Crows think they are in charge of everything. They fly were they want; they rarely back down, and they carry a grudge.
Last year in May I started a drive-way repair program at our home. The plan was to touch-up and then resurface the asphalt driveway that nearly encircles our home. I cleaned out the area under the three-car carport including an old washtub my wife Peg used as a holder of potting soil for her plants. There was no soil left, but there were numerous screens, tiles, etc. filling the tub. I pulled the tub out and across the drive-way and left in on the grass until I was through with the project is September. Now it is May and the tub is still there.
Why is the tub there? Because it filled with water and the deer visiting our yard enjoyed the watering hole. In addition the crows think they own the tub and the water. Other birds use the tub as well, but the crows own the concession stand.
Here are some things to know about crows.
- They are bossy.
- They are brave and will even take on eagles when they invade crow air space.
- They are smart.
Some time ago looking down on our drive-way from our kitchen window, I kept wondering what the scattered white porcelain looking, shiny pieces were all over the asphalt. On a closer inspection of our drive-way my wife and I found they were broken snail shells. The crows would find snails (we’re just uphill from the shoreline along Ruston Way) and drop them from a height that broke them open. We have found empty walnut and filbert shells as well.
I moved the tub so I could watch the activity a bit better and have taken more notice of the crows. At first I thought they were bringing orange peels to the tub for cleaning and eating, but have since started wondering if perhaps, it’s not orange peels, but starfish.
I found a great piece on Pacific Northwest shoreline eating habits of gulls and crows – archive.westernfieldornithologists.org/archive/V13/13%20(1-4)%20p0001-p0012.pdf
It turns out the snail shells could actually be cockle shells as in the folk song “Molly Malone (Cockles & Mussels).” I had no idea we had local cockles. Cockle shells to me look more like scallops. Wikipedia says “A cockle is an edible, marine bivalve mollusk . . . True cockles live in sandy, sheltered beaches throughout the world.” The Suquamish and I’m guessing other Northwest Native American coastal tribes love cockles and clams.
It also turns out that gulls and crows like the same shoreline food. The only real difference seems to be that crows don’t like to wade in the water. Seagulls eat starfish (both orange and purple), so I’m willing to bet that crows eat starfish as well.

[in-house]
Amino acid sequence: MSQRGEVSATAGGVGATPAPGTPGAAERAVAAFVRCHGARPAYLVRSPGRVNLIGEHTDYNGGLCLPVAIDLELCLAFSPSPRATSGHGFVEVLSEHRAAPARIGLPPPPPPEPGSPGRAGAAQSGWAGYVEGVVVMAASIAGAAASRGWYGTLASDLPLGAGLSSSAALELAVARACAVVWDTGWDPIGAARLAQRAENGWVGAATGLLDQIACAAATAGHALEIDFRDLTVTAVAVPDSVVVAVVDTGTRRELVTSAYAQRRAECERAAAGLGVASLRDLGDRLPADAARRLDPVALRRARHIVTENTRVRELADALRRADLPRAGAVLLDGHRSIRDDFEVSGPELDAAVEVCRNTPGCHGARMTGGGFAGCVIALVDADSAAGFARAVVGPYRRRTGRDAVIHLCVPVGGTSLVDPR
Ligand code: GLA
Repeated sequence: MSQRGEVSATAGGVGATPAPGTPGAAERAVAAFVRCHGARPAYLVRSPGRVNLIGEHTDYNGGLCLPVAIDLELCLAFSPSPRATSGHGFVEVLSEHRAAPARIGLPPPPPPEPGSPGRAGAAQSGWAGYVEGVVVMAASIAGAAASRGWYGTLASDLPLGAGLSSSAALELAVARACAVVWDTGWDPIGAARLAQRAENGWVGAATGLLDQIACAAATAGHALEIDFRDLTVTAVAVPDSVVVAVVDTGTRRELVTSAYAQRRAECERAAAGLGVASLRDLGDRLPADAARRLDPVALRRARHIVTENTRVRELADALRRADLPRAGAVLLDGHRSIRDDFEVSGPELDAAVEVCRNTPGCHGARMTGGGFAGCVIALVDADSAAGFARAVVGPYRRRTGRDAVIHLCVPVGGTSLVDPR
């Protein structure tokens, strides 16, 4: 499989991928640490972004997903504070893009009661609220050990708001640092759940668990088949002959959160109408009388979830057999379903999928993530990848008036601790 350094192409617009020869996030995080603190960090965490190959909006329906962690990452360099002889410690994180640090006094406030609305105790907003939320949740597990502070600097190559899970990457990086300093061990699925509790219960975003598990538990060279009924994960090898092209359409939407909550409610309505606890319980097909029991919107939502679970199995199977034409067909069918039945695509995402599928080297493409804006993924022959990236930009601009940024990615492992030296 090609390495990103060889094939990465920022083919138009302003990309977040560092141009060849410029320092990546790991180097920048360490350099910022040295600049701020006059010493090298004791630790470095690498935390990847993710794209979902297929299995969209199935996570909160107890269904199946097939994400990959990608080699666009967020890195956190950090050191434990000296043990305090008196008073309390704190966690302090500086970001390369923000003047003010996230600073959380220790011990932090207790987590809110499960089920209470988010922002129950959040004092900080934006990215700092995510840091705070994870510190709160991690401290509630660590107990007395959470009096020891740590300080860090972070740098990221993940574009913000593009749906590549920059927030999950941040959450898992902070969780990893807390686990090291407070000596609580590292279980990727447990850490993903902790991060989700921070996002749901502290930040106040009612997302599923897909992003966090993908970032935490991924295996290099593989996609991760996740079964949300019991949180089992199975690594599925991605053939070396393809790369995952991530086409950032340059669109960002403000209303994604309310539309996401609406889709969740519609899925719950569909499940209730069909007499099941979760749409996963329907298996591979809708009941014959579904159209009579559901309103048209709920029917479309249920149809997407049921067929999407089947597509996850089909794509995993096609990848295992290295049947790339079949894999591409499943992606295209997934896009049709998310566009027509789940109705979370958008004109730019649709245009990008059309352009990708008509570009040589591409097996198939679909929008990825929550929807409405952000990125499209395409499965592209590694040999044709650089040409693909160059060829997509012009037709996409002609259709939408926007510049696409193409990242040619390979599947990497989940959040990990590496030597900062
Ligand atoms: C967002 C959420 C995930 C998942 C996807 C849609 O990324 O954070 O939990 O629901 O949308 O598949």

I tried to photograph crows returning to our watering tub. I would see a crows fly to the tub as I sat at my desk. In the two seconds it took to get up and open my slightly ajar door the crow would leave. Even though I have a glass storm door and stayed behind it, the crows somehow knew I was watching. I have seen a documentary on crows, so I know they recognize faces and if you do them wrong, they never forget who you are and try to get even.
Six or seven times I saw a crow at the tub. By the time I opened the door it was gone. I began to formulate idea on how to outsmart the crow, but each time I tried a different technique, the crow knew someone was stalking them . . . and it flew away. Soon I gave up and just sat at my computer. A few minutes later a crow came back and landed in the grass about forty feet away and then it hopped onto the driveway and walked straight towards me. It stopped about five feet from my desk window. He just looked at my window. After about ten seconds he was satisfied that I offered no threat and it turned around and walked away. I could have opened the door and confronted him, but I was afraid he might be carrying a gun.
The Cunning Old Crow
On the limb of an oak sat a cunning old crow,
And chatted away with glee,
As he saw the old farmer go out to sow,
And he cried, “It’s all for me!
“Look, look, how he scatters his seeds around;
How wonderfully kind to the poor!
If he’d empty it down in a pile on the ground,
I could find it much better, I’m sure!
“I’ve learned all the tricks of this wonderful man,
Who has such regard for the crow
That he lays out his grounds in a regular plan,
And covers his corn in a row.
“He must have a very great fancy for me;
He tries to entrap me enough,
But I measure his distance as well as he,
And when he comes near, I’m off.”
Read more Fascinating Facts About Crows Here – mentalfloss.com/article/504722/12-fascinating-facts-about-crows
The views expressed in this article are the writer’s own.